“We have a wildfire pandemic.” That’s what, the director of the Climate and Energy Policy Program at the Stanford told Stanford in March of this year.
Currently, fires dominate 10 states and 2.5 million acres in the western half of the U.S. This is the areal impact of 83 active wildfires. Of this number, only one fire is in a state of containment at the moment.
The National Interagency Fire Center (NIFC) reported an average of 60,000 wildfires in the U.S. every year. In total, they damage about 3 million acres annually. Federal firefighting continually costs the government more money, peaking atin 2018.
The NIFC has a standard set of strategies for gaining control of wildfires, but technology continually advances and presents new ways to potentially handle local disasters. One of the newer ideas is the use of “cloud seeding.”
The current fires that forced families to evacuate their homes sparked online discussions about what the future of fire prevention and extinguishing could look like. Many, like the TikToker wildfire containment technology., see cloud seeding as the natural next step in
What Is ‘Cloud Seeding?’
Cloud seeding is the process of creating storm clouds to release rain or snow by shooting chemical compounds into them.
These chemical compounds are particles of silver iodide, which contain a similar molecular structure to ice. The silver iodide is commonly launched into the clouds by ground-based generators and occasionally by aircraft.
Silver iodide shoots into the cloud like they’re the bell of the ball and the water vapors take notice. Suddenly, the nearby vapors fly to its side and tightly surround it. The closer they move toward the silver iodide, the more all of the water vapors bond to each other, encompassing the particle. Finally, the weight of the vapors combined takes over, and — just as planned — the water droplet falls as rain.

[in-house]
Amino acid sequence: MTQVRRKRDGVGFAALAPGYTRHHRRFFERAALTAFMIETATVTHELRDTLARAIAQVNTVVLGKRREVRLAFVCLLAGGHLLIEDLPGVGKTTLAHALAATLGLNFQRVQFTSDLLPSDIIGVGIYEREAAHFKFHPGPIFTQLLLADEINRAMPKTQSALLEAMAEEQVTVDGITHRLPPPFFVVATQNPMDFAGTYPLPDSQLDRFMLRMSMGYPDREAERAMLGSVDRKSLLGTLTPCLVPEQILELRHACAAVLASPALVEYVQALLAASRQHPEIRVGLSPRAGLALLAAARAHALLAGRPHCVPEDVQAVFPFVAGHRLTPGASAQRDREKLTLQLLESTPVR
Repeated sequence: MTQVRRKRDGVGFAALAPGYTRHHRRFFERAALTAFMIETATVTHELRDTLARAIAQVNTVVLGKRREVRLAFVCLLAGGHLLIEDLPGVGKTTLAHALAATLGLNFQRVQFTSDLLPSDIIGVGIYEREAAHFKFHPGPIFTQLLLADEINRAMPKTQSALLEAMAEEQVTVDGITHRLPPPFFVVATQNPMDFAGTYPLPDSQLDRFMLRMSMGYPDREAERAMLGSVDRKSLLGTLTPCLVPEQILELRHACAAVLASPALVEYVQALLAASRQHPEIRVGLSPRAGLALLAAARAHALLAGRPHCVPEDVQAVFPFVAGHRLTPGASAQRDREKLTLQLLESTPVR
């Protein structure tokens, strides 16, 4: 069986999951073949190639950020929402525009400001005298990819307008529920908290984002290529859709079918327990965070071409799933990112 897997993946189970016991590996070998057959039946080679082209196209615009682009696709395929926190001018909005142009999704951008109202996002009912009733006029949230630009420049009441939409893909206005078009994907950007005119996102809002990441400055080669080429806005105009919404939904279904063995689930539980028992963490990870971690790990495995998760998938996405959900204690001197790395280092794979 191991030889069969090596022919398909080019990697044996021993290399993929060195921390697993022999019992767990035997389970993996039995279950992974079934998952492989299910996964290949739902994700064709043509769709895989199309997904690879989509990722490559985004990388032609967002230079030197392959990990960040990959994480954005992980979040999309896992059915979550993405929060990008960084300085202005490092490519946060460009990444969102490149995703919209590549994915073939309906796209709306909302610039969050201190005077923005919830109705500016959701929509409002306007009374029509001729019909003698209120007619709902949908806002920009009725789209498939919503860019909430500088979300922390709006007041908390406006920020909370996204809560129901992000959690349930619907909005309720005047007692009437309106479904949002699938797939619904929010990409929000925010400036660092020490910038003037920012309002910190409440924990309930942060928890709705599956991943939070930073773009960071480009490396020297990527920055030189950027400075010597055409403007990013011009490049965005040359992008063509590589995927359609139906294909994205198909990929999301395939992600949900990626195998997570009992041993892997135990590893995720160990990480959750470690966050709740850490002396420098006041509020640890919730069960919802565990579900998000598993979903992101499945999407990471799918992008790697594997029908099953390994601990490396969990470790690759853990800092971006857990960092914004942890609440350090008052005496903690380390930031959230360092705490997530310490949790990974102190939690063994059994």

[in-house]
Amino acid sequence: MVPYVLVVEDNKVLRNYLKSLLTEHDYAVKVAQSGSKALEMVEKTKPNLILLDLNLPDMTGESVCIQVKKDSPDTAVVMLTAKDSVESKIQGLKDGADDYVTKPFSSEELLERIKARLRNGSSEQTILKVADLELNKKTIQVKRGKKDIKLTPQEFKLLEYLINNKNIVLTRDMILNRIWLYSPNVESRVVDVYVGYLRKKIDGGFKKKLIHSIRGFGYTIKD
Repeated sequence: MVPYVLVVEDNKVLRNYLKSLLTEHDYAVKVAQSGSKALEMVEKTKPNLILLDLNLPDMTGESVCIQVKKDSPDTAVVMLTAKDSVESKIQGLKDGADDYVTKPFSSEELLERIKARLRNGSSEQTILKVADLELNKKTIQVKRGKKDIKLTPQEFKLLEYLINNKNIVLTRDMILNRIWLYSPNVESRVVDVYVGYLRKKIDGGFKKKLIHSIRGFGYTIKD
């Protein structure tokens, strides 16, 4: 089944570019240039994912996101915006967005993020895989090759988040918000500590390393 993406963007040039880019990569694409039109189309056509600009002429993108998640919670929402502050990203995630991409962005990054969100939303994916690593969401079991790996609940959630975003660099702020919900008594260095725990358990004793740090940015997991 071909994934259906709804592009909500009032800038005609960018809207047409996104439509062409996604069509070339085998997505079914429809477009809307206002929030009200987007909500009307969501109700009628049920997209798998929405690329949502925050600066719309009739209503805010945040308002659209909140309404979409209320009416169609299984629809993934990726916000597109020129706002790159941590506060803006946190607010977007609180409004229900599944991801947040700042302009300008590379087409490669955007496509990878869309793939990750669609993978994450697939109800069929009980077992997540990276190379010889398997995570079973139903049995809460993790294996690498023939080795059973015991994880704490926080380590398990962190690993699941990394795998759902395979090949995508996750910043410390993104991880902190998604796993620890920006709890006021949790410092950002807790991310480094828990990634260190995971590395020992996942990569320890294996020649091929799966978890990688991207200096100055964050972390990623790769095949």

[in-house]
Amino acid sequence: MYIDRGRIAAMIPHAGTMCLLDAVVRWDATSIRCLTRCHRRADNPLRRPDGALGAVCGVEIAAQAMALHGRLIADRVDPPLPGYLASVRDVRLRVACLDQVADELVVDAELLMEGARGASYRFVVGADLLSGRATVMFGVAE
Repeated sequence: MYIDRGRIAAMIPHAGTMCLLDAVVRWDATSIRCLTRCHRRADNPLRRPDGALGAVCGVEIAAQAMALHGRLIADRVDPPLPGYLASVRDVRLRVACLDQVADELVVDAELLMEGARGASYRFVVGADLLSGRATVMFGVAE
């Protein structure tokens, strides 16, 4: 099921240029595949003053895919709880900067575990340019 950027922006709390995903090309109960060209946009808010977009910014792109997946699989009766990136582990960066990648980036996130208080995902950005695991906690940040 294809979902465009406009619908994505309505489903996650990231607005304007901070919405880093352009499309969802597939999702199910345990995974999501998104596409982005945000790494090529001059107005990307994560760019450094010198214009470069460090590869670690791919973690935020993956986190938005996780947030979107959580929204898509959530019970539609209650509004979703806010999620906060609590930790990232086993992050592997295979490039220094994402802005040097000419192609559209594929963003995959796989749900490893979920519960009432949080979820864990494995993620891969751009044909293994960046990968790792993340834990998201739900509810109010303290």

Surprisingly, it’s not an incredibly expensive program to establish. One could build a cloud seeding plant forper acre of water.
The DRI doesn’t necessarily need more manpower to run the plant either. People from the DRI can launch the silver iodide remotely and at will.
It must be a no-brainer for extinguishing wildfires, right? Not exactly.
Why Not Use Cloud Seeding to Stop Fires?
The first problem with this is that cloud seeding does not create clouds out of thin air, as the name may imply. The process involves the current existence of clouds and water vapor in the air, with which the silver iodide can then make contact.
It’s the age-old question: If silver iodide shoots into the sky and no cloud is there to receive it, did it really shoot at all?
In areas where wildfires run rampant, the air is usually dry and filled with smoke. While there could be storm clouds, it’s difficult to predict whether or not rain will fall. If it does, past experiments with this technology show that it does not release very much rain. While the production ofmore rainfall is good for the snowpack in the mountains, it’s not enough to stop the fires. often chooses to rocket silver iodide into the clouds during the months between November and May. This is the time when storm clouds are more active and snowpack has higher value.
The second problem with excessive cloud seeding is the toll it takes on the environment. Silver iodide, despite bonding so well with water molecules, harms aquatic life. As precipitation occurs, much of the water ends up in the ocean.
Even if they did not shoot the silver iodide near an ocean or major water source, it takes aboutfor the rain or snow to begin. That is plenty of time for the clouds to pack their suitcases and take a trip to the beach.
Current Fire-Fighting Solutions
The process of extinguishing wildfires has not drastically changed in many years. The procedures are straightforward: Firefighters must remove the elements that stoke the fire. This could be heat, oxygen or another type of fuel.
Although more advanced technologies for the rapid cessation of wildfires are being developed, they are still early in their testing and cannot be used yet.
At this time, it does not appear that scientists are striving to change the process of cloud seeding so that it could become a viable option for putting out the western United States’ wildfires. Researchers are, however, spending their time, energy and resources on fire prevention methods. Stanford’s researchers recently developed a that could reduce the number of wildfires every year. In its early stages of development, researchers tested the gel to determine if it would lower the likelihood of raging fires for the entire fire season when spread on vulnerable, fire-prone places.
Cloud seeding might not be the catch-all solution that some people wish it was, but it serves its purpose as a booster for winter snowpack. In the meantime, scientists continue working to develop resources that will aid firefighters and keep U.S. communities safe.